Death, and how we die, is likely to be the next major medical/ethical issue we confront as a nation. An aging baby boomer population that will desire greater control and choice in end of life decisions is going to put a microscope on every aspect of how we die in this country. In Oregon, where physician aid-in-dying is legal, the question of how we die, how to die, is uniquely complex. If you are one of the approximately 60-70 terminally ill people in Oregon who use Death with Dignity every year, how do you know when it's time? What do you do with the time you have left? How do you say goodbye to your family and friends?
What inspired me to make 'How to Die in Oregon' was the desire to explore the profound questions the law asks of those who might use it, and in that exploration find a way to talk about the larger subject of death and dying today.
Physician aid-in-dying is a highly controversial practice that comes with a long history. In making the film I met with many who found it offered great comfort and control as they faced the end of their lives. Yet I also encountered individuals who were negatively impacted by the law and expressed concern over how societal definitions of what life is "worth living" and what life is not worth living might impact them. How do we protect the rights of the poor, disadvantaged and vulnerable while at the same time offering others the choice of aid-in-dying? How do we ensure, in a time of limited medical resources and ballooning costs of end-of-life care, that the rights of all are protected?
Though 'How to Die in Oregon' asks these larger questions, at its heart it is a deeply personal and intimate portrait of individual experiences and choices. It was my desire to explore the personal realm that first inspired me to make the film, and it is the multitude of ways in which individual lives have touched and changed me over the course of making the film that I continue to reflect on now that it is complete.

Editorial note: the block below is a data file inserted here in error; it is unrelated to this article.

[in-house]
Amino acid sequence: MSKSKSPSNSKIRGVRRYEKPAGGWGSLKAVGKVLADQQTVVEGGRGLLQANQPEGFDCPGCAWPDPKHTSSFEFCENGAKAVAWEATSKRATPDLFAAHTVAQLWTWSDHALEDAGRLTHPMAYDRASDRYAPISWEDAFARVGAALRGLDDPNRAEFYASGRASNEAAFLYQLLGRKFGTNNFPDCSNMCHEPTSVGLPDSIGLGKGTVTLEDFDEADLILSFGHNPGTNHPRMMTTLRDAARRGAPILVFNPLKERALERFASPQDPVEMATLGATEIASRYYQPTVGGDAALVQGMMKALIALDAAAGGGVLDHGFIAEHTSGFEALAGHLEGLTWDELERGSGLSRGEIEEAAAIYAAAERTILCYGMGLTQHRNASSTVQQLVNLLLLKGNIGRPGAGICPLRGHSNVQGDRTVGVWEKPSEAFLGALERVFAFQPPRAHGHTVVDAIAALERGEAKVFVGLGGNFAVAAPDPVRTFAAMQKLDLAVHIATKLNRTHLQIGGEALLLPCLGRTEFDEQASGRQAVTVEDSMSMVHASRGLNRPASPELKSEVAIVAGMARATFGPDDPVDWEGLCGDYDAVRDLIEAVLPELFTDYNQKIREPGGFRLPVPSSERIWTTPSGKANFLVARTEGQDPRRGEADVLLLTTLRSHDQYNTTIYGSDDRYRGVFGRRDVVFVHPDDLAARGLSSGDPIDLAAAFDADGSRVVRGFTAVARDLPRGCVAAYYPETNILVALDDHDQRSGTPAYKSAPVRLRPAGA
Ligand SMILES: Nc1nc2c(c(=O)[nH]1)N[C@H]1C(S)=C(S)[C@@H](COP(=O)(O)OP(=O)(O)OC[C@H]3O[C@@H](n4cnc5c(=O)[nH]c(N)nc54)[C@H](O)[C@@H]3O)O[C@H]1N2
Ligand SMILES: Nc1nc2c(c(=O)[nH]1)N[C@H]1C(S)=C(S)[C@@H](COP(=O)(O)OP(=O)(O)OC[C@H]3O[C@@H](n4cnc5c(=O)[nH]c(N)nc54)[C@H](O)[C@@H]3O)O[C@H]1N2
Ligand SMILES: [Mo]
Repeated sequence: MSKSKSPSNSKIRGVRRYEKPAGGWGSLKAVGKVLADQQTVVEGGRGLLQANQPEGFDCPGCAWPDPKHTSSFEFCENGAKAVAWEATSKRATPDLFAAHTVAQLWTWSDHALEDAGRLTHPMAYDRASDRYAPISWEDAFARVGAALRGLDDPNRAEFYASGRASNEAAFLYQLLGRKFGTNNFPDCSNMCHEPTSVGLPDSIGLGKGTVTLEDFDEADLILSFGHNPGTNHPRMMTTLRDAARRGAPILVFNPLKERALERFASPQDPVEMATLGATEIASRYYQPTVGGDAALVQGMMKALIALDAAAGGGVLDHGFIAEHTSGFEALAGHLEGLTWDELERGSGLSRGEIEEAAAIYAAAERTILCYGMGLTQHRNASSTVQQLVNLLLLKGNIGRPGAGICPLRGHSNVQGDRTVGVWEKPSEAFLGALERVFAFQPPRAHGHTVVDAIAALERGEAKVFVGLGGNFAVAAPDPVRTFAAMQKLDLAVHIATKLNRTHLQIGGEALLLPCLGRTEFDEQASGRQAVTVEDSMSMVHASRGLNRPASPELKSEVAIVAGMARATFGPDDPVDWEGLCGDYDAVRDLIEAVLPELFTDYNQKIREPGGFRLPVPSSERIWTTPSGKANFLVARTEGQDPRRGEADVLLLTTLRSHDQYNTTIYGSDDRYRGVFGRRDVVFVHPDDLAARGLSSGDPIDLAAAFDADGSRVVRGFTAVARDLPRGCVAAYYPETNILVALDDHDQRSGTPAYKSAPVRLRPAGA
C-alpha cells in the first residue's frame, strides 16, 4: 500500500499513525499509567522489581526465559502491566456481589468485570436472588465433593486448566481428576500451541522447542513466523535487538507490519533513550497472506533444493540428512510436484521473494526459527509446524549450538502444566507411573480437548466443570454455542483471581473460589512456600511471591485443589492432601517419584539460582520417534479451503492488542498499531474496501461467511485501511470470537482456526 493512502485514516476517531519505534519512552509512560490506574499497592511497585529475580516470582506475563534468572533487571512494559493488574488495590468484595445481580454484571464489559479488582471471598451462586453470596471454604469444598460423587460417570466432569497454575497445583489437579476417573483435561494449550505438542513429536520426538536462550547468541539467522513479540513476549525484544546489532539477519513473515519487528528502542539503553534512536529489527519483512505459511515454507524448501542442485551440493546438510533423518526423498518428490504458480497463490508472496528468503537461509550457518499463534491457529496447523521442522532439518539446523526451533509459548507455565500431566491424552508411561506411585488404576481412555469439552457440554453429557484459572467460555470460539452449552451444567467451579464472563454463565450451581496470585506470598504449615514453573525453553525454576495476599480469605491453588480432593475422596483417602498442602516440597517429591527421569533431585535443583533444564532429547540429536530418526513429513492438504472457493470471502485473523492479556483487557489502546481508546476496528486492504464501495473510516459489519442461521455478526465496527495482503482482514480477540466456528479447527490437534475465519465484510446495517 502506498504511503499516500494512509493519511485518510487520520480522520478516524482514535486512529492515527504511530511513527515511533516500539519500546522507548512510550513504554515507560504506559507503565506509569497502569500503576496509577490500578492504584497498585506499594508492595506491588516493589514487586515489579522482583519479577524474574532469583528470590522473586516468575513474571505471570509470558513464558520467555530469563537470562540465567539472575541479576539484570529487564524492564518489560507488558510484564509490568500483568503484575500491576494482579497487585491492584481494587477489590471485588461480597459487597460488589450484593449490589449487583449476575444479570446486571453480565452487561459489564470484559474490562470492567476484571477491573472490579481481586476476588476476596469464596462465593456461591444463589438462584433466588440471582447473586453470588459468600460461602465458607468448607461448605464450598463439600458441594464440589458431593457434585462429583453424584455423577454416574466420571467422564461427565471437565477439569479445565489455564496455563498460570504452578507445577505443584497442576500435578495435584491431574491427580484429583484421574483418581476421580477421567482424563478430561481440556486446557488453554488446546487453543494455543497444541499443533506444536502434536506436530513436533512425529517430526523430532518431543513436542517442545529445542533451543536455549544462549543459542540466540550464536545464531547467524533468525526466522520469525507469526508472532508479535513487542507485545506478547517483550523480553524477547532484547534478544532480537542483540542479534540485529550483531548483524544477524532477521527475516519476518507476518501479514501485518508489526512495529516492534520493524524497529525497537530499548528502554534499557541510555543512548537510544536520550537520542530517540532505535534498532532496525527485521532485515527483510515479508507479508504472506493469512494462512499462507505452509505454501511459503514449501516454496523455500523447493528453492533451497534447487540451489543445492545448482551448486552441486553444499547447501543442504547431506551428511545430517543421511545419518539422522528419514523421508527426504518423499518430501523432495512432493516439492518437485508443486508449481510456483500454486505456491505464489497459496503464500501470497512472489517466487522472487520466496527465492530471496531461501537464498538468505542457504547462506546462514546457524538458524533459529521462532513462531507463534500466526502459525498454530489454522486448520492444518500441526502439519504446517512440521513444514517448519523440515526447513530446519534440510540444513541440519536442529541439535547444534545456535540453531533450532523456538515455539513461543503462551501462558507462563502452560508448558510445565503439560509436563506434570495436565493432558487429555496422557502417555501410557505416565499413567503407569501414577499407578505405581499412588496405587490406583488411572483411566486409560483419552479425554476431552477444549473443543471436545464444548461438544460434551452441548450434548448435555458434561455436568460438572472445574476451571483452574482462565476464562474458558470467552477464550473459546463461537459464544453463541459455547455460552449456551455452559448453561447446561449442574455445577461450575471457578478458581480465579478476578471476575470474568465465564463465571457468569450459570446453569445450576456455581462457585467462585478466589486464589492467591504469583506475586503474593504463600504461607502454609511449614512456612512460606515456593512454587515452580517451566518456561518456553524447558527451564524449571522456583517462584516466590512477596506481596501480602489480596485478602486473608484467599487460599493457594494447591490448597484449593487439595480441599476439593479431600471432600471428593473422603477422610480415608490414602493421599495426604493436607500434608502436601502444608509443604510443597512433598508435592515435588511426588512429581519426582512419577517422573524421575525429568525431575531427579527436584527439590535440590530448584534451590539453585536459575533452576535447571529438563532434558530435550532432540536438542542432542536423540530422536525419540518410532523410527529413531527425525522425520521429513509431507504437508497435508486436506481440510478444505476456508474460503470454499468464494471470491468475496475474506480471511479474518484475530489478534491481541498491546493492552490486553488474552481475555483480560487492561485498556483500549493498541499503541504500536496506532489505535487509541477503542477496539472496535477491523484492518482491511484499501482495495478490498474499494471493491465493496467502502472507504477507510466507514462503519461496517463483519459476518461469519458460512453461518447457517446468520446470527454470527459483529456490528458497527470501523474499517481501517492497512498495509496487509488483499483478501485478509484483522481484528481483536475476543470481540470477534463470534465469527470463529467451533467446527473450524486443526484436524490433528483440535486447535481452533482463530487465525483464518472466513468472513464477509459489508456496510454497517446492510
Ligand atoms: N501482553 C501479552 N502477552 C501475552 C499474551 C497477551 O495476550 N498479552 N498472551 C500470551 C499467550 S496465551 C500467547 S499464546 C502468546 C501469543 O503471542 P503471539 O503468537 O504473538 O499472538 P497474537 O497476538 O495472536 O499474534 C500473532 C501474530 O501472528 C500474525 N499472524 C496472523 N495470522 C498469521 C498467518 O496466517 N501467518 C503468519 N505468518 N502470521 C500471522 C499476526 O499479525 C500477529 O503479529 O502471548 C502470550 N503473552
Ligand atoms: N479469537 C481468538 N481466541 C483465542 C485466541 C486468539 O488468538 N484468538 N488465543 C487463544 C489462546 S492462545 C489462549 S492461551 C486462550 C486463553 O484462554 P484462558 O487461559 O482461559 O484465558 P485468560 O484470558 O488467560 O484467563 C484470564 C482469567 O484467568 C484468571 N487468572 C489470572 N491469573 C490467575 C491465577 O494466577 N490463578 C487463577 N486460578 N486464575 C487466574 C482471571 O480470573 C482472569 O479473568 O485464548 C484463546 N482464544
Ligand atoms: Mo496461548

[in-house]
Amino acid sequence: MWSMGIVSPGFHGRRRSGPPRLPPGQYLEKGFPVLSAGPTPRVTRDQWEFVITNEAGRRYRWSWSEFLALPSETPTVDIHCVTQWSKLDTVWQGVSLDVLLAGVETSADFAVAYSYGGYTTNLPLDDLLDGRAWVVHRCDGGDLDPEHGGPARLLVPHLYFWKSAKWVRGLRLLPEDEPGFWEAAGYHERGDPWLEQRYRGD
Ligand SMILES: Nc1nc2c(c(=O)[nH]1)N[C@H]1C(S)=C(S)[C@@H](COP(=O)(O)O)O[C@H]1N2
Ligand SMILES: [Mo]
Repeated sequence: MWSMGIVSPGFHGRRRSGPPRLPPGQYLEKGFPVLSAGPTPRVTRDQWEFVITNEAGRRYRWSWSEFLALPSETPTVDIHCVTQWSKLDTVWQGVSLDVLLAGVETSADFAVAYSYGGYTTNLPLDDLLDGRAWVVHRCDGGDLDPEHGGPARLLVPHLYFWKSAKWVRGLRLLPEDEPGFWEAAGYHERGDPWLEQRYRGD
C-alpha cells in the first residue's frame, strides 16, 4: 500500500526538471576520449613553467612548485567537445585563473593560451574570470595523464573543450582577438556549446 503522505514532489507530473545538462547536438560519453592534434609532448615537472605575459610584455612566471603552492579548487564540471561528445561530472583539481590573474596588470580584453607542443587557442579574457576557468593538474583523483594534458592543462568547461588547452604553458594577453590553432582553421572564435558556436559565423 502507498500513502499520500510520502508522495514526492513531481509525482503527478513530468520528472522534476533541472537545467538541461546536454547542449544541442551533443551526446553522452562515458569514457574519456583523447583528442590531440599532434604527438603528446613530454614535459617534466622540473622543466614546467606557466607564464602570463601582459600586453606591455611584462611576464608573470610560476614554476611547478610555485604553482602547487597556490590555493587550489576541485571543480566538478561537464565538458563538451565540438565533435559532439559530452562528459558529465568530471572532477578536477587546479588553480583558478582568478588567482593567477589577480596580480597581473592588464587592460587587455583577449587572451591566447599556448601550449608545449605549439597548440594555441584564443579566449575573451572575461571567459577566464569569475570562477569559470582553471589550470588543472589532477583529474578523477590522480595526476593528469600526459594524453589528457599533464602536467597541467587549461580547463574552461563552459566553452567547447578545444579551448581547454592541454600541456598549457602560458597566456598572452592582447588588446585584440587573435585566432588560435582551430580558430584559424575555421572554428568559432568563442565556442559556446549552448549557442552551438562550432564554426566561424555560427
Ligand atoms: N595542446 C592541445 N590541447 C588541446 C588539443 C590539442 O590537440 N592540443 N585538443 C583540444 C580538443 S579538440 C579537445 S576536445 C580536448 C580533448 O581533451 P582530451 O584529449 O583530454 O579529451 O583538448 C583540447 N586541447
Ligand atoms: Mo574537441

Most places in the world do not have laws like Oregon's, and many never will. Yet having a Death with Dignity law is not a pre-condition to engaging in deep and meaningful conversations about dying. Tragedy seems to happen when choices are not made, when a dying person's wishes are not known by their family and physician or worse, not honored. I hope that by telling the stories of a few Oregonians who faced the choice of whether, and when, to end their lives under Oregon's law, the film helps start a new dialogue on how we die.
I was 27 when I started filming 'How to Die in Oregon.' I'm frequently asked how making the film has affected me, and my views on death. Surprisingly, I've found that the lessons I've learned over the last four years have more to do with living than dying. I hope that the film is infused with those lessons. Though How to Die in Oregon is ostensibly a film about death and dying, it is also a life-affirming film about people who understand the meaning of their own lives and who have to make very hard decisions about when life becomes not worth living for them.
Peter D. Richardson, Director/Producer
Winner Grand Jury Prize (U. S. Documentary Competition), 2011 Sundance Film Festival